Nose drops are used in the decongestion of the nasal passages and in the treatment of sinusitis. The drops can be either an antibiotic or a decongestant.
Once they have been prescribed by the doctor, nose drops can be given by any nurse who is competent in administering them.
At Great Ormond Street Hospital the nose drops currently used are:
- sodium chloride
- xylometazoline nasal
Preparing the child and family
Inform the child, if they are old enough to understand, and their family that you are going to administer the nose drops.
Answer any questions they may have about the nose drops (Rationale 1, 2, 3 and 4
Check the nose drops have been prescribed according to the hospital policy (GOSH Pharrmacy Department 2008
; RCPCH 2009
Check the nose drops are prescribed correctly (Rationale 5
). Ensure that:
- the correct nose drops are written on the drug chart
- the correct route and instruction, ie one or both nostrils, is written on the drug chart
- the correct strength is stated
- the number of drops is stated
Gather the following equipment in order to prepare to administer the drops:
- the correct nose drops
- some gauze swabs on a chip tray
Prior to the procedure, wash your hands (Rationale 6
Nose drops should be used 2-4 times a day, according to what has been prescribed (Rationale 3 and 4
Check the name of the child and hospital number on their identity bracelet matches that on the prescription chart, and that their name is also on the bottles of drops (Rationale 7
Either tilt the child’s head backwards, ensuring it is supported, or lie the child flat on their back with the head tilted backwards.
Place as many drops as has been prescribed into the nostril. If necessary, squeeze the bottle gently to allow the drops to fall.
Keep the head tilted and encourage the child to sniff gently to let the drops penetrate.
If required repeat for the other nostril.
Wash hands after nose drops have been administered.
Sign the child’s drug prescription chart (Rationale 8
Record the administration of the drops in the child’s daily health care records (Rationale 9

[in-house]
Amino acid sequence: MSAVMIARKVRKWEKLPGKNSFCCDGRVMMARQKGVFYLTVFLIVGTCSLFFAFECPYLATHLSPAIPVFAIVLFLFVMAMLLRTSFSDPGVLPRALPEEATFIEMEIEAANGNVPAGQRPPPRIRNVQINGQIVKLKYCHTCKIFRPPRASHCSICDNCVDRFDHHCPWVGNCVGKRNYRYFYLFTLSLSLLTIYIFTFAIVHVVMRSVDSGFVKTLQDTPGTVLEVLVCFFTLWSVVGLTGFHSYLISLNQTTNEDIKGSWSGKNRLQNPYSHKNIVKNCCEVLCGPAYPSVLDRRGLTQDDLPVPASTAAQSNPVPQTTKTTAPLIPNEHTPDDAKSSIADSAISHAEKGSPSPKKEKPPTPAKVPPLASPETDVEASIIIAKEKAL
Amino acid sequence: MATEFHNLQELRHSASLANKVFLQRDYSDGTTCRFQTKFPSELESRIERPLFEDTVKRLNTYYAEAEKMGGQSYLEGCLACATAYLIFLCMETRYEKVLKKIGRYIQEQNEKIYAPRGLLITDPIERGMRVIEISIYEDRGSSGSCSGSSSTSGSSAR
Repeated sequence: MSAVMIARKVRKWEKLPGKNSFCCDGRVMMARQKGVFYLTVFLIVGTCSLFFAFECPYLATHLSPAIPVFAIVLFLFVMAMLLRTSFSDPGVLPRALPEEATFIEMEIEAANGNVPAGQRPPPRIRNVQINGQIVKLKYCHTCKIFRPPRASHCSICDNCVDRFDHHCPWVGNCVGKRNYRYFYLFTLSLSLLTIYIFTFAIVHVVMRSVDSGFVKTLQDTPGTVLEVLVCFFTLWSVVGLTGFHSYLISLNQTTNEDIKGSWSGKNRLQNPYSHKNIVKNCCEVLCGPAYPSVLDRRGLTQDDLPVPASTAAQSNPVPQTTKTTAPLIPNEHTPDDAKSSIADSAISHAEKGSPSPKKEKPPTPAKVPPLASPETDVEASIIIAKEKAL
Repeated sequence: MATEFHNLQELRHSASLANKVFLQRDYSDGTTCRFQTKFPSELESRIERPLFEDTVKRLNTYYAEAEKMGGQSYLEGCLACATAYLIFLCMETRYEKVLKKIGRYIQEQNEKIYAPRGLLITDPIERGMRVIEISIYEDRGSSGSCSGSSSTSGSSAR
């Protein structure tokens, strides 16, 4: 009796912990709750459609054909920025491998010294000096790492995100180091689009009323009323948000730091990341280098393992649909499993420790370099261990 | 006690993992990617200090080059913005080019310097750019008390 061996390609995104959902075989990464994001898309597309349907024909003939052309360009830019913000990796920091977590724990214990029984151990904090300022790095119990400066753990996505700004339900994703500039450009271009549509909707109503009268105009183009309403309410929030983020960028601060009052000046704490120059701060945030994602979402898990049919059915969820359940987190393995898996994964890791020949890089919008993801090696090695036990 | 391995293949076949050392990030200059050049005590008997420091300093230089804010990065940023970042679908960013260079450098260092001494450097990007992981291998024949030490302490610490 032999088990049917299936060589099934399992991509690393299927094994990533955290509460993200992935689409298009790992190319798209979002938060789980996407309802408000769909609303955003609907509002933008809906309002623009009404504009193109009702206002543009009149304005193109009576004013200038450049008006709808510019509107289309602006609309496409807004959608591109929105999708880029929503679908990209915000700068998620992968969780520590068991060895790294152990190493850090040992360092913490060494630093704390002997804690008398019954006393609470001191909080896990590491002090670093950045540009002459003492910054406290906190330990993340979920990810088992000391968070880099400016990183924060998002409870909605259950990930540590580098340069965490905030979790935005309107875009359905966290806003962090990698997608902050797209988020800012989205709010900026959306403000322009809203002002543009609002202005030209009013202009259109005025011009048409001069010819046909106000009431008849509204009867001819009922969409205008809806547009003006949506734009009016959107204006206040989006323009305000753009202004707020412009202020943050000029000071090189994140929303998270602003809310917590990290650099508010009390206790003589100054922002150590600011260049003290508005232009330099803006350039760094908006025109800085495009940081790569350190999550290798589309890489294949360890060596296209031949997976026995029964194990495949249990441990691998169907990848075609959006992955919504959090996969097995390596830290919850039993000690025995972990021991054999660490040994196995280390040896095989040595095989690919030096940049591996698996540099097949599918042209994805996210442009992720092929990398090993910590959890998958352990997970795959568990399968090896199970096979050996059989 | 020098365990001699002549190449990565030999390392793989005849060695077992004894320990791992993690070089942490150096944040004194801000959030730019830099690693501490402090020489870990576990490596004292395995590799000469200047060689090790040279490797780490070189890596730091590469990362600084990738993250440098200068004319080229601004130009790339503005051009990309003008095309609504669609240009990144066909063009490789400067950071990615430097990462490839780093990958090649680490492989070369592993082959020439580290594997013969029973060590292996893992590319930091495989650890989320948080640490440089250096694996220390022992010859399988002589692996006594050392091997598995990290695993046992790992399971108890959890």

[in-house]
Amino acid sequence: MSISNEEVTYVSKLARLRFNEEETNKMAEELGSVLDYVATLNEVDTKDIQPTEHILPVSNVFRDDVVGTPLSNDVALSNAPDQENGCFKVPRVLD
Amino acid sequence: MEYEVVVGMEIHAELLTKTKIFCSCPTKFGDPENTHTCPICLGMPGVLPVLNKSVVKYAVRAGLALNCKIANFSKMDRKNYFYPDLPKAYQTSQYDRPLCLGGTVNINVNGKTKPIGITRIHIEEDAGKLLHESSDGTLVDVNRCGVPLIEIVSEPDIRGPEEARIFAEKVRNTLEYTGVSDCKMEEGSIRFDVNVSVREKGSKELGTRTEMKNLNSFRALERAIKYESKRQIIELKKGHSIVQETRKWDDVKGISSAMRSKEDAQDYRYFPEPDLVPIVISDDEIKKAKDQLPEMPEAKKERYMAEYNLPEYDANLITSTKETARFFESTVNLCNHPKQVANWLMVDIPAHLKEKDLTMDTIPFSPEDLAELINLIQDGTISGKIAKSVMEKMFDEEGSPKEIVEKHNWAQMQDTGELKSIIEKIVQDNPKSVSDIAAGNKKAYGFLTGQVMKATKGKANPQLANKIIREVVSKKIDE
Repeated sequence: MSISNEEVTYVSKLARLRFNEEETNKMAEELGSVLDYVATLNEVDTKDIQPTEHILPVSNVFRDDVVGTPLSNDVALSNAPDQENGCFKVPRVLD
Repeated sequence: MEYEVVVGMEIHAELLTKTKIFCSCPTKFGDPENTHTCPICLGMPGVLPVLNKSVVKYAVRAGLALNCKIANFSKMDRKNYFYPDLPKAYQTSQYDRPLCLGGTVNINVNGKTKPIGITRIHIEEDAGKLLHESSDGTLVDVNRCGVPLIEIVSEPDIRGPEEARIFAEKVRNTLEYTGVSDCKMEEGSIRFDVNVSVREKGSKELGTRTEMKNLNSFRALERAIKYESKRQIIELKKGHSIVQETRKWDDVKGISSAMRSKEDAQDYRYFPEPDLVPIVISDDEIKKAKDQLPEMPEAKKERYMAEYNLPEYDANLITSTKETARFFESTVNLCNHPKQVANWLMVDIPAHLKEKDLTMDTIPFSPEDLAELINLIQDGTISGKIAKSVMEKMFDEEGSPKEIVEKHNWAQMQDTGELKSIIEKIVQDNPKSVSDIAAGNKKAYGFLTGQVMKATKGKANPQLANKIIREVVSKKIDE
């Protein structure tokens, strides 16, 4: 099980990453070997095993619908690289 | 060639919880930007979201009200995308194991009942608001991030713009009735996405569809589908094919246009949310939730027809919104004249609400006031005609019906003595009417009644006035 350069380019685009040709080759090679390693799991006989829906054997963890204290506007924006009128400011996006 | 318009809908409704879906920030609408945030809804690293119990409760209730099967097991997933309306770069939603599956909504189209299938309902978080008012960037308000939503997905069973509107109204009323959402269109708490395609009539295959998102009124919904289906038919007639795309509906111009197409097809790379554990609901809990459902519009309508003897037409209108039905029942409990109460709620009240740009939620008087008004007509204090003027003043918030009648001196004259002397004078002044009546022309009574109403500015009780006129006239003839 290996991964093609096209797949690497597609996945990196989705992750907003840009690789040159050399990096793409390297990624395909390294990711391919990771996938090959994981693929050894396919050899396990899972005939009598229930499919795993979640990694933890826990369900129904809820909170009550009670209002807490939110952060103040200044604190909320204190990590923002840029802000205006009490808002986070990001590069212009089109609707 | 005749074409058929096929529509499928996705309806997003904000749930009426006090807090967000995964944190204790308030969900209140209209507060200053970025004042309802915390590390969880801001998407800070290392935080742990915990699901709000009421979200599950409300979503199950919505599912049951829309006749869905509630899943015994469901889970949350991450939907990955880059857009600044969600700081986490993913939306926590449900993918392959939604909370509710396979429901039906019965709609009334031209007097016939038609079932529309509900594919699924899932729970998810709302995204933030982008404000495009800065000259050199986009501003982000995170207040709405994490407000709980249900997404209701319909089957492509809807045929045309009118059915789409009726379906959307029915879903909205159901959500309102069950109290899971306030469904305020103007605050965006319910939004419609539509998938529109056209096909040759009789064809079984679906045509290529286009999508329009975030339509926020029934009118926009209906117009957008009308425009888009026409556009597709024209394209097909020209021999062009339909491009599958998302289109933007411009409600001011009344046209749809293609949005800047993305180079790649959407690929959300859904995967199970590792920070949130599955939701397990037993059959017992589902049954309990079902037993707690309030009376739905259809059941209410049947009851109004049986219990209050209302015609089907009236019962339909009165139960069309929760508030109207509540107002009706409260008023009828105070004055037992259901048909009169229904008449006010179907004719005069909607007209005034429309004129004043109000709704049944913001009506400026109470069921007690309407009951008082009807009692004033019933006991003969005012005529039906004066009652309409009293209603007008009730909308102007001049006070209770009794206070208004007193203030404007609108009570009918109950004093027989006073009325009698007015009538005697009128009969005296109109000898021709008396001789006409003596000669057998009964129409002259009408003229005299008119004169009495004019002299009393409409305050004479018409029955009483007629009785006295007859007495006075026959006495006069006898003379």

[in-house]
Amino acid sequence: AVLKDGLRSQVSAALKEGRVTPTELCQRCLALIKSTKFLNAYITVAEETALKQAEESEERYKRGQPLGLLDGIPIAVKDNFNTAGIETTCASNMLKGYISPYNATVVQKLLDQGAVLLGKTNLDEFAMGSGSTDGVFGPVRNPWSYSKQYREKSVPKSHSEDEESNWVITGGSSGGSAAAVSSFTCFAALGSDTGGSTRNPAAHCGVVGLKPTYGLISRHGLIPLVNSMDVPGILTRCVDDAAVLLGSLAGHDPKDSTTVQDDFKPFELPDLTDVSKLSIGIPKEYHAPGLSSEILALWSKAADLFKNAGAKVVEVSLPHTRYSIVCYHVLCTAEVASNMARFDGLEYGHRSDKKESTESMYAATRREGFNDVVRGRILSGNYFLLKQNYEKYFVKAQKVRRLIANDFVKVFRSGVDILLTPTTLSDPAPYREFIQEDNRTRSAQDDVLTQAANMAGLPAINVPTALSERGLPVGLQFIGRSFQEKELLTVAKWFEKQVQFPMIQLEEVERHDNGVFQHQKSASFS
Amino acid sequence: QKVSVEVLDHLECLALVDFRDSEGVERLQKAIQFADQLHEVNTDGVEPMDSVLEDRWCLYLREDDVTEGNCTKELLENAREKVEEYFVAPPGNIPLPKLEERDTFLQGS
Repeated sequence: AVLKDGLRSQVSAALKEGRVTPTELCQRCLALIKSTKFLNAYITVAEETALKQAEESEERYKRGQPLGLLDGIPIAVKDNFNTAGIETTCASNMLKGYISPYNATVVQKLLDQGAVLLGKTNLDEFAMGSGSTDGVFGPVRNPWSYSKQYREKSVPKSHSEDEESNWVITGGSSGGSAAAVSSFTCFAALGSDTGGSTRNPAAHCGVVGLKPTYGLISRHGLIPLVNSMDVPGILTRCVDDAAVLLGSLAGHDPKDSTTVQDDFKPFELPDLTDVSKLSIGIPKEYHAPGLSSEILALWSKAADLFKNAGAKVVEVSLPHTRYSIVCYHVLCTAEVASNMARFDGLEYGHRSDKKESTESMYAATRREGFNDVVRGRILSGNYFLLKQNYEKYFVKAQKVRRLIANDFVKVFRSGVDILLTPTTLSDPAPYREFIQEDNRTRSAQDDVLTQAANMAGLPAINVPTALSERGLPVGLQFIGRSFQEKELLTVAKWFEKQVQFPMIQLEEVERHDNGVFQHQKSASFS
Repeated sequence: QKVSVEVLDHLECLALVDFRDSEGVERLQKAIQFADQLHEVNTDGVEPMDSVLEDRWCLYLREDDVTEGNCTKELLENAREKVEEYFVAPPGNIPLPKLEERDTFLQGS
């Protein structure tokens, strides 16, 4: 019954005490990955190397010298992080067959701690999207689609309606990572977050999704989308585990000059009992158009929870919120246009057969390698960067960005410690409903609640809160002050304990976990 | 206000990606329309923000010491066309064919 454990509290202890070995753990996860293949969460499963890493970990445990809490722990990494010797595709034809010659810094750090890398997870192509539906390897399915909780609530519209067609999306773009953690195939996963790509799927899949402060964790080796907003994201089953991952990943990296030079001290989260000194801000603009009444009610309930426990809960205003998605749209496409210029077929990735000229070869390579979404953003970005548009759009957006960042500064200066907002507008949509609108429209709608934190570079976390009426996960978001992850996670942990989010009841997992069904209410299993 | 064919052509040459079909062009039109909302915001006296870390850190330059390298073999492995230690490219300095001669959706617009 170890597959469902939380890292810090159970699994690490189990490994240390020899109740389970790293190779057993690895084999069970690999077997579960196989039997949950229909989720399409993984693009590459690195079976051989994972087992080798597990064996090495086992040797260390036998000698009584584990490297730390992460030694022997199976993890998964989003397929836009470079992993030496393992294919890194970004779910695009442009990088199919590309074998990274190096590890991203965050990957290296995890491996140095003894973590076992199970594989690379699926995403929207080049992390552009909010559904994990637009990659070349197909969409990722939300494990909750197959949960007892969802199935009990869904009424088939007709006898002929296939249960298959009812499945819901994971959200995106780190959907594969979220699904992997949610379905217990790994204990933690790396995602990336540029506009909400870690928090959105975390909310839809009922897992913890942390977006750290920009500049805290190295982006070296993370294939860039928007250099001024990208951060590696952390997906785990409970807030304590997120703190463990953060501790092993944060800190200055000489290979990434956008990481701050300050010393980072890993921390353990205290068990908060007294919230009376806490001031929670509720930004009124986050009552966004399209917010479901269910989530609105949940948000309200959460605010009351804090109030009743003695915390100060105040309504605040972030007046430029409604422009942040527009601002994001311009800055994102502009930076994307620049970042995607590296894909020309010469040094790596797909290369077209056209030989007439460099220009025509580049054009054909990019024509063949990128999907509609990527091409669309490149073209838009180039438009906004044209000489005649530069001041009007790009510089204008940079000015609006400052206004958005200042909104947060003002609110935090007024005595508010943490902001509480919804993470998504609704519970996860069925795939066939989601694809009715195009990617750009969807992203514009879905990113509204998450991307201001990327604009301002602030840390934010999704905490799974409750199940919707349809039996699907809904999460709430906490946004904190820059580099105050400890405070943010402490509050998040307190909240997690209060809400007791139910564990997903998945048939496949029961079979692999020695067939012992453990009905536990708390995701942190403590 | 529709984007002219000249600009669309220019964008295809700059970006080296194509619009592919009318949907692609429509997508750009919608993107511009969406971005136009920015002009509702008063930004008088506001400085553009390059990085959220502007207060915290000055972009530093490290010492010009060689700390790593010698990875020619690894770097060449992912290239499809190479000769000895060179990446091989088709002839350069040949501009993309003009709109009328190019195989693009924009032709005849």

Rationale 1: To obtain verbal consent for the procedure.
Rationale 2: To obtain their co-operation if old enough.
Rationale 3: To allay any worries they may have.
Rationale 4: To address their information needs.
Rationale 5: To minimise the risk of drug error.
Rationale 6: To minimise the risk of cross infection.
Rationale 7: To ensure the drops are given to the correct child.
Rationale 8: To determine responsibility for administration.
Rationale 9: To maintain an accurate record.
Pharmacy Department Great Ormond Street Hospital for Children NHS Trust (2008) Medicines Information. Available on GOSH intranet.
Royal College of Paediatrics and Child Health (RCPCH)(2009) Medicines for Children. London, Royal College of Paediatrics and Child Health. www.medicinesforchildren.org.uk. Viewed on 07/12/2011.
Celltech Pharmaceuticals Ltd (2001) Betnosol Leaflet. Slough, Celltech Pharmaceuticals Ltd.
British Medical Association, Royal Pharmaceutical Society and RCPCH (2011) British National Formulary for Children. www.bnf.org/bnf. Viewed on: 07/12/2011
Document control information
Avril John-Baptiste, Practice Educator
Sarah Carmichael, Clinical Nurse Specialist
Emma Youngs, Sister
Clinical Practice Committee
First introduced: 17 November 2004
Date approved: 07 December 2011
Review schedule: Two years
Next review: 06 December 2013
Document version: 2.0
Replaces version: 1.0